Monday, January 9, 2017

Five Things All Christians Must Know About the Epiphany Story

Catholics all over the world celebrated the FEAST OF THE EPIPHANY last Sunday.

And what this celebration teaches me today is that although I have been an active member of Church organizations since after graduating from elementary school, is that there are a lot of things about the Catholic faith that I still don't know about.

For instance, EPIPHANY. I know about the Feast only as the "Three Kings Day" but... there's actually more to it than what we have learned from the carol songs.

Here are 5 things about the Feast of the Epiphany that all Christians must know about:

  1. Epiphany came from the Greek word "Epiphainein" and Latin word "Epiphania" which literally means "reveal", referring to the manifestation of Christ Jesus to the Gentiles (non-Jewish people) coming from the East.
  2. In the Gospel of Matthew (Mt 2: 1-12), the Gentiles were represented by the Magi (Wise Men from the East). There were no mention in the Gospel about the exact number of Magi who visited Jesus and from where they came from or if the Magi were kings but old tradition have placed the number of visitors to three and named them Melchior, Caspar and Bhaltazar representing the nations of Africa, Europe and Arabia. Also, for purposes unknown, the word Magi was translated to Kings at that time- hence the origin of the old-time favorite Christmas tune "We Three Kings" and the "Three Kings Day" celebration in most Spanish-speaking nations.
  3. The Feast of the Epiphany is also called as the 12th day (or 12th Night) of Christmas as it is in fact traditionally celebrated 12 days after Christmas which falls on the 6th of January. Today, the Feast of the Epiphany is celebrated on the Sunday after January 6. Interestingly, the Gospel of Matthew that talks about the Epiphany story also runs in 12 verses (Mt 2: 1-12).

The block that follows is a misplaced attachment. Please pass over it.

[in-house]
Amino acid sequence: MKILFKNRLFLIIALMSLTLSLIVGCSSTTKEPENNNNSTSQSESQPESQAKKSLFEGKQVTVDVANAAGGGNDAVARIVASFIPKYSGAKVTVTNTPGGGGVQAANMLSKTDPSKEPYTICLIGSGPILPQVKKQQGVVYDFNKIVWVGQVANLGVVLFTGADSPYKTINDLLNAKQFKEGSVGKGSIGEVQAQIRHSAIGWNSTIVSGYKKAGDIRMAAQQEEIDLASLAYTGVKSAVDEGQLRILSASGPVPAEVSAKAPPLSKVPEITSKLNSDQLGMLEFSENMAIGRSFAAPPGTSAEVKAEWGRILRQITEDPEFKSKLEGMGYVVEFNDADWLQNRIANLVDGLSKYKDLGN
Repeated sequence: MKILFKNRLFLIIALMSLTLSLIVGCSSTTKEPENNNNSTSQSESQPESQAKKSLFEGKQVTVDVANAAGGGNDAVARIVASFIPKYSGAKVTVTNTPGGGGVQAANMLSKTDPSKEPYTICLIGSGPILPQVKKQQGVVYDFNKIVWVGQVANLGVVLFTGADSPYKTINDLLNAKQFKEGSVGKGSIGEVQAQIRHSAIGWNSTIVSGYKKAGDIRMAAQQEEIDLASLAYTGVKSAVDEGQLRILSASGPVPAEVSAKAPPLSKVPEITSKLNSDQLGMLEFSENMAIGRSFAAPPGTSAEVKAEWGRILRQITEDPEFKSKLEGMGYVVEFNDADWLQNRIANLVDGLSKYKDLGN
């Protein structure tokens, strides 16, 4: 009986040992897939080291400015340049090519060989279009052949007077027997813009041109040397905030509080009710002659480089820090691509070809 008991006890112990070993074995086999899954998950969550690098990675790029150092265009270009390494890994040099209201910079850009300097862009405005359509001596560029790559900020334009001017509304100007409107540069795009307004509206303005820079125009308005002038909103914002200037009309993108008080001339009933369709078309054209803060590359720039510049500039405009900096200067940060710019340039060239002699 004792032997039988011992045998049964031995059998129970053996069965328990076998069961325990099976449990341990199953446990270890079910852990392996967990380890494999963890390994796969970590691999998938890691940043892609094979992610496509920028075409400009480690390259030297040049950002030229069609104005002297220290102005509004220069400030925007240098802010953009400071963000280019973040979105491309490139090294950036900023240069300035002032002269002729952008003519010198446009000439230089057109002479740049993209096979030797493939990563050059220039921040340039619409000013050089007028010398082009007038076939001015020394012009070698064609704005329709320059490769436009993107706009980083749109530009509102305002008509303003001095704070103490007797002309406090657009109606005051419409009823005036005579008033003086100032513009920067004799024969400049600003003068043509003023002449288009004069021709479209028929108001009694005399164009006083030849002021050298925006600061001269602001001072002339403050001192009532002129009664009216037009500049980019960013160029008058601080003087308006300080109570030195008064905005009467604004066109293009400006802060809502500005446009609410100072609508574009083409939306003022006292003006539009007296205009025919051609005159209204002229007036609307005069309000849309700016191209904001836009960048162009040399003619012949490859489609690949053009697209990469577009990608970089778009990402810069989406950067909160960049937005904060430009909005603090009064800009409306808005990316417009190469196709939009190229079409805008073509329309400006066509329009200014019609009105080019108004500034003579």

4. The story of the Epiphany in the Gospel of Matthew is full symbolism, for example the gifts that the Magi offered to Christ Jesus - Gold, Myrrh and Frankincense. These represent Jesus' three personas here on Earth as Priest (Frankincense), Prophet (Myrrh) and King (Gold).
  5. The Feast of the Epiphany also signals the end of the Christmas season. But did you know that here in the Philippines (as approved by the Vatican), the Christmas season officially ends after the Feast of the Sto. Nino which is scheduled on the third Sunday of January right after the Feast of the Traslacion.     

The greater message of the Feast of the Epiphany can be summed up in two things.

That Christ's message of salvation is open to everyone and that we must follow the examples of the Magi (the wise) - to seek for him with perseverance (through the guiding light of the Church) and upon meeting Jesus, we must all change our ways and cherish our new life with him to the end of our lives.

"And having been warned in a dream not to go back to Herod, they returned to their country by another route." - Matthew 2: 12   

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